Some commons are regional in scale and require regional management. The
examples that follow are in the early stages of conception, design, and implementation.
While the federal government dallies on climate change, several states are
taking action. Most advanced is the Regional Greenhouse Gas Initiative,
launched by seven northeastern states from Maine to Delaware. Their plan
will limit carbon dioxide emissions from power plants and require utilities
to hold emission permits. Still undecided as of mid-2006 is a crucial question:
will polluters pay for their permits, or will they get most of them for
Dozens of citizens’ groups are calling upon the states to auction
emission permits and use the proceeds to reduce costs to consumers. “Historically,
polluters have used our air for free,” says Marc Breslow of the Massachusetts
Climate Action Network. “But there’s no justification for allowing
them to keep doing so. The atmosphere is common property.”
As this is written, some politicians are listening. The Vermont legislature
voted to auction 100 percent of the state’s emission permits, rather
than give them free to polluters. In Massachusetts, a key committee approved
a five-year transition to full auctioning — though the state’s
governor, Mitt Romney, abruptly withdrew Massachusetts from the regional
initiative. In New York, the state attorney general, Eliot Spitzer, announced
his support for 100 percent auctioning. This could be especially significant
if Spitzer, as seems likely, becomes governor in 2007.
In the 1930s, there was the Tennessee Valley Authority. Its main job was
to control floods and bring electricity to a seven-state region. Today a
watershed trust’s missions would be different: to protect rivers and
fish, and to promote sustainable agriculture. Consider our largest watershed,
the Missouri-Mississippi-Ohio, which drains water and waste from twenty-five
states into the Gulf of Mexico. In the mid-1980s, fishers in the Gulf noticed
a growing “dead zone” during summer months, when fish and crustacean
populations plummeted. According to the EPA, the dead zone has now swelled
to some five thousand square miles. The problem is hypoxia, or absence of
dissolved oxygen. The proximate cause is overabundant algae growth that triggers
a cascade of effects that ultimately sucks oxygen out of the water.
What causes aquatic plants to grow so fast they overwhelm an entire ecosystem?
In a word, nutrients — the same nutrients (nitrogen and phosphorous)
that farmers feed to their terrestrial crops. Excess nutrients run off the
soil and are washed down the Mississippi. In 1997, an interagency task force
was created to study the problem and recommend solutions. In 2001 it called
for “voluntary, practical, and cost-effective” actions by industry
and government. Unfortunately, so far not much has happened.
What if we considered the topsoil and flowing waters of the Mississippi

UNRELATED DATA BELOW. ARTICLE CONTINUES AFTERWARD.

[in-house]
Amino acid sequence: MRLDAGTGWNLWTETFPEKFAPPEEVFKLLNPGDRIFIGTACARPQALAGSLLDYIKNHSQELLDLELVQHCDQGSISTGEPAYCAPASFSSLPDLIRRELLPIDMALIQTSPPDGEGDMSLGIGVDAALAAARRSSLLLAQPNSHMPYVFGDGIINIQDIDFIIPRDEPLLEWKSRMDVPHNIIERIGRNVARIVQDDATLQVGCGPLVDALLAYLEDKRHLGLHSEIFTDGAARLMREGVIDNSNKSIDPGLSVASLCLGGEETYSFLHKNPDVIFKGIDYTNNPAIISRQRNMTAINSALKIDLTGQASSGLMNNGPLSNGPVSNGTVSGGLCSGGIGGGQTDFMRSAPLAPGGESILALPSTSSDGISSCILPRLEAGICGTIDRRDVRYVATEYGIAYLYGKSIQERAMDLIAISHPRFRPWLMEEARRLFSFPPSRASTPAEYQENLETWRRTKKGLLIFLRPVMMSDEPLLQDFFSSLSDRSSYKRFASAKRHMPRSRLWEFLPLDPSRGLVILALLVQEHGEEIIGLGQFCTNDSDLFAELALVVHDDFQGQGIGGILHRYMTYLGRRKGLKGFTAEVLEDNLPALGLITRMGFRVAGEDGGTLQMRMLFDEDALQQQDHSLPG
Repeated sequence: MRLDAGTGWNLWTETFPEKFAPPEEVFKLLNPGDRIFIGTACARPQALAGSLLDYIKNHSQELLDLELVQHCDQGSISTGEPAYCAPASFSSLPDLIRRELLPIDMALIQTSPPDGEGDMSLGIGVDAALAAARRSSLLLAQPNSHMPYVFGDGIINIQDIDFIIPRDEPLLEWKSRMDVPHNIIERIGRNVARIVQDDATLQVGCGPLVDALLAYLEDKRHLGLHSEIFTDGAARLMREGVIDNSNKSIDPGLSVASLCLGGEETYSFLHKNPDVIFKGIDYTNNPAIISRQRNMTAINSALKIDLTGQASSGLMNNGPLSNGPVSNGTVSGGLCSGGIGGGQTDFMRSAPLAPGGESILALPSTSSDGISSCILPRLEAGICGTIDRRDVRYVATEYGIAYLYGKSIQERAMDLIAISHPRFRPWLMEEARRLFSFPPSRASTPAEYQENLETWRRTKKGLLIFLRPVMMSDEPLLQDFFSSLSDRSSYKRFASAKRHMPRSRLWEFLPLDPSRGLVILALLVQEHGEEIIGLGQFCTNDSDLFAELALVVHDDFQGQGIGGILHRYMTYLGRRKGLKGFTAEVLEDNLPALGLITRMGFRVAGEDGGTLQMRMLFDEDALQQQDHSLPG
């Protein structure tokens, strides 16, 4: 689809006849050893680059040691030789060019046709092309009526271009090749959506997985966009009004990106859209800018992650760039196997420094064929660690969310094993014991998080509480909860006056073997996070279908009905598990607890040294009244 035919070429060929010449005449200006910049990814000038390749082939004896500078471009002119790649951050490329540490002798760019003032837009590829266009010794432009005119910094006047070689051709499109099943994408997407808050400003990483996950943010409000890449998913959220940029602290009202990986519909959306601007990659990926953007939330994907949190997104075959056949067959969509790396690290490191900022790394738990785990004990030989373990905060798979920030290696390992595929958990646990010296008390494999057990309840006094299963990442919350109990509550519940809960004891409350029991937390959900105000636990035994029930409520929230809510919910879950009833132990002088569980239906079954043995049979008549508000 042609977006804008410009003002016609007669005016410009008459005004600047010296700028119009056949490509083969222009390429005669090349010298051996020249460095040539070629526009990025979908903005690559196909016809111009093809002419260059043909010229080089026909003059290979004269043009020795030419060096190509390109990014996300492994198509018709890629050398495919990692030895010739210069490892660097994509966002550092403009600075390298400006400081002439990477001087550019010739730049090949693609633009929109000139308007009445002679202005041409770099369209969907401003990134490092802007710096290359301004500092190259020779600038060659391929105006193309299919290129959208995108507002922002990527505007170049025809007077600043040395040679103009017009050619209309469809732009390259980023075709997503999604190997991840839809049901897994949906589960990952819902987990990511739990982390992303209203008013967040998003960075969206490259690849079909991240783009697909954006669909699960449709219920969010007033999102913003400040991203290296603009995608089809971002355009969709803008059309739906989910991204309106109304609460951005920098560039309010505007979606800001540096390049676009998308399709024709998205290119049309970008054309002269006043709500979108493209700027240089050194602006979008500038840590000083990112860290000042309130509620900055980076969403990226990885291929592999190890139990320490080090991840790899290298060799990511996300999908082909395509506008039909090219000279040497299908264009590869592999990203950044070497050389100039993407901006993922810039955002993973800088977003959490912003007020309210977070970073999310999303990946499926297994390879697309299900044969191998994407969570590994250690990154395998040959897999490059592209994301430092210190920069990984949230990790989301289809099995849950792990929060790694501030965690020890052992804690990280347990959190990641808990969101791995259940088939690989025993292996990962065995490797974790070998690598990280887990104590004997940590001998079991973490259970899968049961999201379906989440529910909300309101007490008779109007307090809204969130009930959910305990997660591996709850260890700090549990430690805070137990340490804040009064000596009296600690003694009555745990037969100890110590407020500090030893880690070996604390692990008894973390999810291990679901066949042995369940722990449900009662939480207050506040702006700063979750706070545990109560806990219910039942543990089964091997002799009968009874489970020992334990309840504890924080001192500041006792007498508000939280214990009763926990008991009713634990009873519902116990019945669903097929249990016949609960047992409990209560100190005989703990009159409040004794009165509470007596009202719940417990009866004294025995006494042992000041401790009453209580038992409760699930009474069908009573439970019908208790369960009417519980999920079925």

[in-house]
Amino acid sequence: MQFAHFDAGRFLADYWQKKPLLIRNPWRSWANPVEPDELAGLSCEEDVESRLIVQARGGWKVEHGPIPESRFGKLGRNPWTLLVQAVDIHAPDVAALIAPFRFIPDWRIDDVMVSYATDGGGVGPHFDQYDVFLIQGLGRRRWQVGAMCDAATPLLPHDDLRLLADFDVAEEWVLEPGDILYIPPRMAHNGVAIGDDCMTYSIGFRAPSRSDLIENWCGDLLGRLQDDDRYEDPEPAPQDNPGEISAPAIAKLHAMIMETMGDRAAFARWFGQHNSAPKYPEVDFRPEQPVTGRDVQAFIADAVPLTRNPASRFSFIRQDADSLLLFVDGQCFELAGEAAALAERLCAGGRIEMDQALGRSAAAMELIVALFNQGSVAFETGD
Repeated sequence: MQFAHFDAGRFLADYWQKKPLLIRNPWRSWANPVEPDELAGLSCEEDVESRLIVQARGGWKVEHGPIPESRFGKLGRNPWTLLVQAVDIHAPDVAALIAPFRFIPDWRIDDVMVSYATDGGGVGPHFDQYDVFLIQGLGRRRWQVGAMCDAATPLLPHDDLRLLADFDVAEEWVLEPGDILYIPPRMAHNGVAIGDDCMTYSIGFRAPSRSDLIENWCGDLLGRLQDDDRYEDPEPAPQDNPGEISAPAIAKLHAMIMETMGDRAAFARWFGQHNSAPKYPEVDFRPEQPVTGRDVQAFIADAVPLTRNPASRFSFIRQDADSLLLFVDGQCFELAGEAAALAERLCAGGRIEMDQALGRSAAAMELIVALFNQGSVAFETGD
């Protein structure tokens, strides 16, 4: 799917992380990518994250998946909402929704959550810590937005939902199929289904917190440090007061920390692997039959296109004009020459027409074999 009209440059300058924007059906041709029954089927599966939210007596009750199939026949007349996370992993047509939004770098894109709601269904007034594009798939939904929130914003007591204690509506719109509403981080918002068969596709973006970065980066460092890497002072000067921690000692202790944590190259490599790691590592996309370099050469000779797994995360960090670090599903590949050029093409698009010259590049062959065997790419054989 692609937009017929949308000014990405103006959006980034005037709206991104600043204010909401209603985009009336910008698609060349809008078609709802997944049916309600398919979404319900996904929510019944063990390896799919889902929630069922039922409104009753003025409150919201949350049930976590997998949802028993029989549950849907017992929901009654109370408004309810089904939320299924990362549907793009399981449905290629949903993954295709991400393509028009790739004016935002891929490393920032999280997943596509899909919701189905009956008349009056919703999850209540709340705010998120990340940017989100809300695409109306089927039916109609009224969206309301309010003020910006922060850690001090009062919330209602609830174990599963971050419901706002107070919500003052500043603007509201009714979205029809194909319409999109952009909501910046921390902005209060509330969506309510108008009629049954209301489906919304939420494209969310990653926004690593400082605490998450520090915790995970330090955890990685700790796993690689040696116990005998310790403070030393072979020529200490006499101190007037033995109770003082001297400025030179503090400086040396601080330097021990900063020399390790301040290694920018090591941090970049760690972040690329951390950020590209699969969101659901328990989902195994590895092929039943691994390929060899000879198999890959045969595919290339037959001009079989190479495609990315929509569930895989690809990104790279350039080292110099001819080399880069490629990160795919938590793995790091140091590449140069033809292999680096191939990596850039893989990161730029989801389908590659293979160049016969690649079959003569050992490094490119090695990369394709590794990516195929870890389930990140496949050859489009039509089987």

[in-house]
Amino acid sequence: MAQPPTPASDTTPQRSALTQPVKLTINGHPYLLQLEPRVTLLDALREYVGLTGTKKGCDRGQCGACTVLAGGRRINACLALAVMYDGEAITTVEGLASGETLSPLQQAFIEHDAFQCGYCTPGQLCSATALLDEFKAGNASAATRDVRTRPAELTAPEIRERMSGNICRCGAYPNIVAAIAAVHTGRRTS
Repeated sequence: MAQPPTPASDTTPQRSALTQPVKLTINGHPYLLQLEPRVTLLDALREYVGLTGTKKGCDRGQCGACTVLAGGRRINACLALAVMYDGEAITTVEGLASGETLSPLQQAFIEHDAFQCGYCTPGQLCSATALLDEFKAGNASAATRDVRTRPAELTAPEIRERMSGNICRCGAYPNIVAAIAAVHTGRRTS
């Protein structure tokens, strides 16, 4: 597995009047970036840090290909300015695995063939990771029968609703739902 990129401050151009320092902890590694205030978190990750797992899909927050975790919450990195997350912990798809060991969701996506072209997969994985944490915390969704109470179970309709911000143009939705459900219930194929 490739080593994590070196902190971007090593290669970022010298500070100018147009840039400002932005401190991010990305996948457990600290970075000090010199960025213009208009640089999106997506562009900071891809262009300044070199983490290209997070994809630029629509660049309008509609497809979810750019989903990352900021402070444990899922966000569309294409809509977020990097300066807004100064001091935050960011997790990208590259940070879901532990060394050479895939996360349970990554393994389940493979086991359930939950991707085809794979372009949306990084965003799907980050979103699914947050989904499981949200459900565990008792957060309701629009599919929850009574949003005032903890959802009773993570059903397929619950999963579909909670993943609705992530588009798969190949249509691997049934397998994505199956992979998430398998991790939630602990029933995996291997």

basin as a commons to be preserved for future generations? We might, then,
create a Mississippi Soil and Water Trust. The trust would hold all rights
to introduce fertilizers (and perhaps pesticides and herbicides) within the
basin. Its job would be to reduce chemical inputs to safe levels and to reward
farmers (and others) for proper stewardship of their land.
Each year the trust would sell a declining number of tradeable soil input
permits; manufacturers would bid for these. It would then recycle revenue
from permit sales to landowners who meet stewardship guidelines. This would
raise the cost of chemical-intensive agriculture while rewarding farmers
for being good land stewards.
Farmers’ crop yields might decline for a while, but their incomes
wouldn’t. In a decade or two, the Gulf would come back to life, and
farming in America’s heartland would be a lot more organic. The transition
time would depend on the rate at which the trust decreases the number of
permits it issues.
The Great Plains have been called America’s lost Serengeti. Once,
millions of bison, antelope, and elk roamed here, sustainably hunted by native
tribes. When European settlers arrived, so did cattle, wheat, and fences.
Soon the big wild animals were all but exterminated. The Great Plains boomed
for a while, but declined after the 1920s. By the 1980s, population had plunged,
soil erosion was at Dust Bowl levels, and the Ogallala Aquifer, the source
of much of the region’s water, was dropping fast. In 1987, geographers
Deborah and Frank Popper proposed a long-term restoration concept they called
the Buffalo Commons.
The metaphor sparked the region’s imagination. Meetings were held,
studies conducted, task forces formed. What emerged is a movement
to reestablish a corridor large enough for bison and other native wildlife
to roam freely.
This unfenced prairie, perhaps ten or twenty million acres
in size, would not only restore some of the bison’s lost habitat; it
would turn the whole region into a high-quality place to live. The Nature
Conservancy and similar entities are now trying to build this
commons piece by piece. ... read
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